Organic Matter Loading Modifies the Microbial Community Responsible for Nitrogen Loss in Estuarine Sediments

Andrew R. Babbin, Amal Jayakumar, Bettie Ward

Research output: Contribution to journalArticle

13 Scopus citations

Abstract

Coastal marine sediments, as locations of substantial fixed nitrogen loss, are very important to the nitrogen budget and to the primary productivity of the oceans. Coastal sediment systems are also highly dynamic and subject to periodic natural and anthropogenic organic substrate additions. The response to organic matter by the microbial community involved in nitrogen loss processes was evaluated using mesocosms of Chesapeake Bay sediments. Over the course of a 50-day incubation, rates of anammox and denitrification were measured weekly using 15N tracer incubations, and samples were collected for genetic analysis. Rates of both nitrogen loss processes and gene abundances associated with them corresponded loosely, probably because heterogeneities in sediments obscured a clear relationship. The rates of denitrification were stimulated more, and the fraction of nitrogen loss attributed to anammox slightly reduced, by the higher organic matter addition. Furthermore, the large organic matter pulse drove a significant and rapid shift in the denitrifier community composition as determined using a nirS microarray, indicating that the diversity of these organisms plays an essential role in responding to anthropogenic inputs. We also suggest that the proportion of nitrogen loss due to anammox in these coastal estuarine sediments may be underestimated due to temporal dynamics as well as from methodological artifacts related to conventional sediment slurry incubation approaches.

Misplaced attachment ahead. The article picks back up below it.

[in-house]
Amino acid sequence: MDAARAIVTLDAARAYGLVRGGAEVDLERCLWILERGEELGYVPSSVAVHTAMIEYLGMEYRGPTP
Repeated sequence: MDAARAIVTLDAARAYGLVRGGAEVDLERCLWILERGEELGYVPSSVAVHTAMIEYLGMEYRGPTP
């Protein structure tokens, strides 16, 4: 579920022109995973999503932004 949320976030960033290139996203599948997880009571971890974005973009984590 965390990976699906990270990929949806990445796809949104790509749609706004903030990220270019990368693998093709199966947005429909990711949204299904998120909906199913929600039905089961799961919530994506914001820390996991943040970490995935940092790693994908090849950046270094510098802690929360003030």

Original languageEnglish (US)
Pages (from-to)555-565
Number of pages11
JournalMicrobial Ecology
Volume71
Issue number3
DOIs
StatePublished - Apr 1 2016

All Science Journal Classification (ASJC) codes

  • Ecology, Evolution, Behavior and Systematics
  • Ecology
  • Soil Science

Keywords

  • Anammox
  • Denitrification
  • Marine sediments
  • Nitrogen cycle

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